Sen. Rand Paul argued that the antibodies from his past case of coronavirus ought to place him farther back in line. He tweeted, “It is inappropriate for me – who has already gotten the virus/has immunity – to get in front of elderly/healthcare workers.” He further took aim at Ocasio-Cortez for her well-publicized video of receiving the vaccine. Paul declared that those who are young and healthy “should be among last, not first.”

Rep. Ilhan Omar also spoke out against her fellow squad member’s choice to get the shot before many far-more vulnerable Americans. Omar took to Twitter, declaring that members of Congress jumping the line is “shameful,” as politicians are “not more important then [sic] frontline workers, teachers etc. who are making sacrifices everyday.”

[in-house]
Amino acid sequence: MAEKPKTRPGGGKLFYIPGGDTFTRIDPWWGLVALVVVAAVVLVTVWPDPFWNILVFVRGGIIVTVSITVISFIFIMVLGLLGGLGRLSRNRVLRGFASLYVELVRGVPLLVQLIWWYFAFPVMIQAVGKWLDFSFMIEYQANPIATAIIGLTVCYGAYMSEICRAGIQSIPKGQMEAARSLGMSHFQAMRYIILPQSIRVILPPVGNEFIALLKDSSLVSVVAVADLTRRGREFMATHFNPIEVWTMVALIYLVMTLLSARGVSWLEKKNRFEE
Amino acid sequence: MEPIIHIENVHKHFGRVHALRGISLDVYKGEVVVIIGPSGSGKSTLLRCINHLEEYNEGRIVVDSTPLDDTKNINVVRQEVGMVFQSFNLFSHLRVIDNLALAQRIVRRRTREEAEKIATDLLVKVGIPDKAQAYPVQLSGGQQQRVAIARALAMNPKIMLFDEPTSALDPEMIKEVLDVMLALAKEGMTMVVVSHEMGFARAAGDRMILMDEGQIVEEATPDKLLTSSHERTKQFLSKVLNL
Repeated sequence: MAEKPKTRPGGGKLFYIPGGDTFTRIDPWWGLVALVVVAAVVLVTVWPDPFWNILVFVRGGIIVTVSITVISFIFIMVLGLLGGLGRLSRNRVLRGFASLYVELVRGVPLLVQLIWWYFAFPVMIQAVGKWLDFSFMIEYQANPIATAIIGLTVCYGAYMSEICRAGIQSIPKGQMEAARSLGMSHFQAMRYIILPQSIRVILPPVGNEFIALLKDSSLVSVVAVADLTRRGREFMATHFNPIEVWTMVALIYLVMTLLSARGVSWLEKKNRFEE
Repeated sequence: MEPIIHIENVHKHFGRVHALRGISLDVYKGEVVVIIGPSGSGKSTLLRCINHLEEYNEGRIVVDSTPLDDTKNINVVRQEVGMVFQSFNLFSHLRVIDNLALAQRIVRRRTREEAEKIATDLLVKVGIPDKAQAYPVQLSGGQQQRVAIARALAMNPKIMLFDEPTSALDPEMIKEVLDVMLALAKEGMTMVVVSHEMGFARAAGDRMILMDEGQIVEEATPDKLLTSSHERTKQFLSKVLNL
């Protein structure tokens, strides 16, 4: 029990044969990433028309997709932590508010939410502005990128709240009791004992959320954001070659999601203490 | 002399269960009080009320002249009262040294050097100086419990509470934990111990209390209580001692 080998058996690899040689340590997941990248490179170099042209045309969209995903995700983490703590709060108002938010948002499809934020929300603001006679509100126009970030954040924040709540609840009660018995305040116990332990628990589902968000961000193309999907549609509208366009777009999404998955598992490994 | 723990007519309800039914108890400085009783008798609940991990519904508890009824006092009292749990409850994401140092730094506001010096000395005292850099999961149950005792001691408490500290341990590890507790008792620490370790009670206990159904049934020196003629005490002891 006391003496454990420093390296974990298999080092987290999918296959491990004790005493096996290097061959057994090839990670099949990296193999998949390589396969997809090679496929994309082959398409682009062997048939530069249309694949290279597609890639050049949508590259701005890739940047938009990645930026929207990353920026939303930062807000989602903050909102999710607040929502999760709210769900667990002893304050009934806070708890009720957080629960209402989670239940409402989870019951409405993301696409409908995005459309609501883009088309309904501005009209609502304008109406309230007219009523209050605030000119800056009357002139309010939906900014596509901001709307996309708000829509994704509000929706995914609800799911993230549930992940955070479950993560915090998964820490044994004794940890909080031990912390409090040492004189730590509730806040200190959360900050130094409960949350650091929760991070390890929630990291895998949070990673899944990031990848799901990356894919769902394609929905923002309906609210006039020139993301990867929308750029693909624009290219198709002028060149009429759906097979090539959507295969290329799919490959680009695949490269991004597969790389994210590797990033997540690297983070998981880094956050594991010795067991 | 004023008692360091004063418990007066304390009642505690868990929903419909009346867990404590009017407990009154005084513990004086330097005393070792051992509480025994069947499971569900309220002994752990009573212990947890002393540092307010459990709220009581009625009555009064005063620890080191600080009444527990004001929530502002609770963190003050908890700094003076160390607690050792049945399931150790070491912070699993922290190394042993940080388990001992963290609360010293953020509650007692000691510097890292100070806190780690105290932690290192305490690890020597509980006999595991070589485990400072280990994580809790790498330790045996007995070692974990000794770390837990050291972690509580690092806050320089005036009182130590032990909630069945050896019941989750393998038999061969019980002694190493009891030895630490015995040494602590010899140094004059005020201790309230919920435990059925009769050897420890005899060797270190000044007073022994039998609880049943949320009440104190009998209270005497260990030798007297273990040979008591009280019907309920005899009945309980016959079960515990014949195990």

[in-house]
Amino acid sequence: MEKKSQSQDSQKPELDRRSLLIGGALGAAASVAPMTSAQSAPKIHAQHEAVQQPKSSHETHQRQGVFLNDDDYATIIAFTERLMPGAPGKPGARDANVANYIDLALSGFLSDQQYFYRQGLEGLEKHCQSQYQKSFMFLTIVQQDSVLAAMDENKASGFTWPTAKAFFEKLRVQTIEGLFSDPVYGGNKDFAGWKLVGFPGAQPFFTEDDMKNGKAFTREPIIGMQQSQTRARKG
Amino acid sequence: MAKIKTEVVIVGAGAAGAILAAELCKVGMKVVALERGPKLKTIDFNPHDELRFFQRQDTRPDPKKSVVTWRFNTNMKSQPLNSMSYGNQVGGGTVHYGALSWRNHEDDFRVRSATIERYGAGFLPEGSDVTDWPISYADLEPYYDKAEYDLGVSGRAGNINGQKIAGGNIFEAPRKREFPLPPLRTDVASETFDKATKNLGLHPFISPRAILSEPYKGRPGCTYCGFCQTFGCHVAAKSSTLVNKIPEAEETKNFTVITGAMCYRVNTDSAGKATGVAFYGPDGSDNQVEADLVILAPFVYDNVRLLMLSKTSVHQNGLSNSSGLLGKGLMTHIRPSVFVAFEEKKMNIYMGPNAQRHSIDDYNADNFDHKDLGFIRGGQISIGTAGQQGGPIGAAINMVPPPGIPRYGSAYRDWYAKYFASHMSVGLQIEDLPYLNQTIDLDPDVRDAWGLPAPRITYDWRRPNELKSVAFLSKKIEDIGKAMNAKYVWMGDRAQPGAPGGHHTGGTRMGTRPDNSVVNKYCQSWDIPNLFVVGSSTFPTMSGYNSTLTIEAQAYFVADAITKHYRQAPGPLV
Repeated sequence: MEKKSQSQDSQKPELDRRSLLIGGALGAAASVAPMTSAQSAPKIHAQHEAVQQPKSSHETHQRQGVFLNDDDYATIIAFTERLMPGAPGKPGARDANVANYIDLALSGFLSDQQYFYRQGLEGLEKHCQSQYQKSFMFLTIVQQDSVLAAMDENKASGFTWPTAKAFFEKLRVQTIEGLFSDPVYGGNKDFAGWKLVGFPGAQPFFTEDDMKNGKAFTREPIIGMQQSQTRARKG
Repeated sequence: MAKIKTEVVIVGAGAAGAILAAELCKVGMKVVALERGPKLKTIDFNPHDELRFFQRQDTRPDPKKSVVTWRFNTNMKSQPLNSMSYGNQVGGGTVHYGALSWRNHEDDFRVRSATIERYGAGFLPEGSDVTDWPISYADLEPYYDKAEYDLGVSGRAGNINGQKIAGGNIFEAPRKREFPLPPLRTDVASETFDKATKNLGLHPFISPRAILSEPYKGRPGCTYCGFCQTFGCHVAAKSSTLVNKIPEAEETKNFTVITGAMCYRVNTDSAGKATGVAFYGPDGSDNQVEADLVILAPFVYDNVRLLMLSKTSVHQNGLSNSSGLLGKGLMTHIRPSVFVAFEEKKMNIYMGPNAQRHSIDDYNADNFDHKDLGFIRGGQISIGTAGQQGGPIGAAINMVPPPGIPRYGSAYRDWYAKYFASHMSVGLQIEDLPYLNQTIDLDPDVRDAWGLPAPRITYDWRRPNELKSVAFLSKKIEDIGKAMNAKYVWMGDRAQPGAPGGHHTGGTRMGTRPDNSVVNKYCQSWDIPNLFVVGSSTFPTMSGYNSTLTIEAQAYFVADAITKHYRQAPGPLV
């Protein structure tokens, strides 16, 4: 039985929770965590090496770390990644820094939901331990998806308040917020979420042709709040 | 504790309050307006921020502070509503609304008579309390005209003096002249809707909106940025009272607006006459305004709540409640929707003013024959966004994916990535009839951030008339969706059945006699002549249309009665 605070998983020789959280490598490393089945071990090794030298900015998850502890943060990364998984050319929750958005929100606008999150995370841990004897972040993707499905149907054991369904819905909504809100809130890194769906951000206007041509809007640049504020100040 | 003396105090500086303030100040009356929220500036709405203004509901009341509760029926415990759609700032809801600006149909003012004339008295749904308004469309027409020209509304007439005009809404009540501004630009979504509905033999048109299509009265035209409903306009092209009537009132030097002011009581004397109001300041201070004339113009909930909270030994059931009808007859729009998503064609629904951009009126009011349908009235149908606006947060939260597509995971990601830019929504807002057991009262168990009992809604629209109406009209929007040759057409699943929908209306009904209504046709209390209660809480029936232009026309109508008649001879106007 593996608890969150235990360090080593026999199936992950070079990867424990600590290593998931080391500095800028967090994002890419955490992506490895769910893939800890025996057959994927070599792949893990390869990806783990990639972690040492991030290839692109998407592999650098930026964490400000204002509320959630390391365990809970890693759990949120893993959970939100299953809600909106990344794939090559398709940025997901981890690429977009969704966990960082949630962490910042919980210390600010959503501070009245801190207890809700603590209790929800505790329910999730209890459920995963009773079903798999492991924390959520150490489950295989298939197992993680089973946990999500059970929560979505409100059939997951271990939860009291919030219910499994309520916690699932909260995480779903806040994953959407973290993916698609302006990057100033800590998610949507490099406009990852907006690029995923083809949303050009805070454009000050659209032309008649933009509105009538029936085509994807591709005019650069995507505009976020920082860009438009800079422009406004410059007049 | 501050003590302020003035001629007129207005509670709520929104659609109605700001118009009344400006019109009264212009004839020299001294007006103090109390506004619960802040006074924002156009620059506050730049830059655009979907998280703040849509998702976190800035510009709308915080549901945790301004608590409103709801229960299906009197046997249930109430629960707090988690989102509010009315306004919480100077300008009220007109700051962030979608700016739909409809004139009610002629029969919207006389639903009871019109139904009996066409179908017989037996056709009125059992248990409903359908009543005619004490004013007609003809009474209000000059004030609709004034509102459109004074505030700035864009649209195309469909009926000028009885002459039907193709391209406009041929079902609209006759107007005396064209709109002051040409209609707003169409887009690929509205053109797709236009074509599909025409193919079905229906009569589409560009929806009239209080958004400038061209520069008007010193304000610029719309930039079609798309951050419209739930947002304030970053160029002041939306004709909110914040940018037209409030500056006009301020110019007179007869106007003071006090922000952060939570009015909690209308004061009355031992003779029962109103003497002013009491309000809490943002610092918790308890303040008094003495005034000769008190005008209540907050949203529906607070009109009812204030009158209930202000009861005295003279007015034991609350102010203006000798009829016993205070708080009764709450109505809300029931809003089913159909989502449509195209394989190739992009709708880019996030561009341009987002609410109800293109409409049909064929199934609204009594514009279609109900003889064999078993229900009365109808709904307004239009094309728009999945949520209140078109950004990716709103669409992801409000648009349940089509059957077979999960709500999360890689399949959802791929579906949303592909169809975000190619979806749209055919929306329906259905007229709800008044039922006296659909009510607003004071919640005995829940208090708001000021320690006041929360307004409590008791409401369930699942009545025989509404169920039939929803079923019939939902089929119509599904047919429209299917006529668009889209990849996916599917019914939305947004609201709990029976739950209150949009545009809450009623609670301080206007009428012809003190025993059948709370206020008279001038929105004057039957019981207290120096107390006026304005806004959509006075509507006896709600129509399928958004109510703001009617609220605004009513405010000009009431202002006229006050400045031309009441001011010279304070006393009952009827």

Rep.-elect Nancy Mace has not yet arrived in Congress, yet she is already doing better at serving the American people than many of her future colleagues. Like Paul, Mace has recovered from coronavirus, and therefore understands its severity. It is with this awareness, she says, that she seeks to protect “the most vulnerable.”

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She tweeted, “Our frontline workers, our elderly, those with underlying conditions, those who are disproportionately affected by COVID-19, all of those should receive the vaccine before Congress. I will get in line for mine when those with much greater health needs, get theirs.”

Florida Gov. Ron DeSantis would rather his parents and grandparents have access to the vaccine than himself. In his state, he opened early vaccine distribution to any resident over the age of 65, but will not take it himself before the elderly population gets full access. He said, “I’m an elected official, but whoop-dee-doo, at the end of the day let’s focus where the risk is.”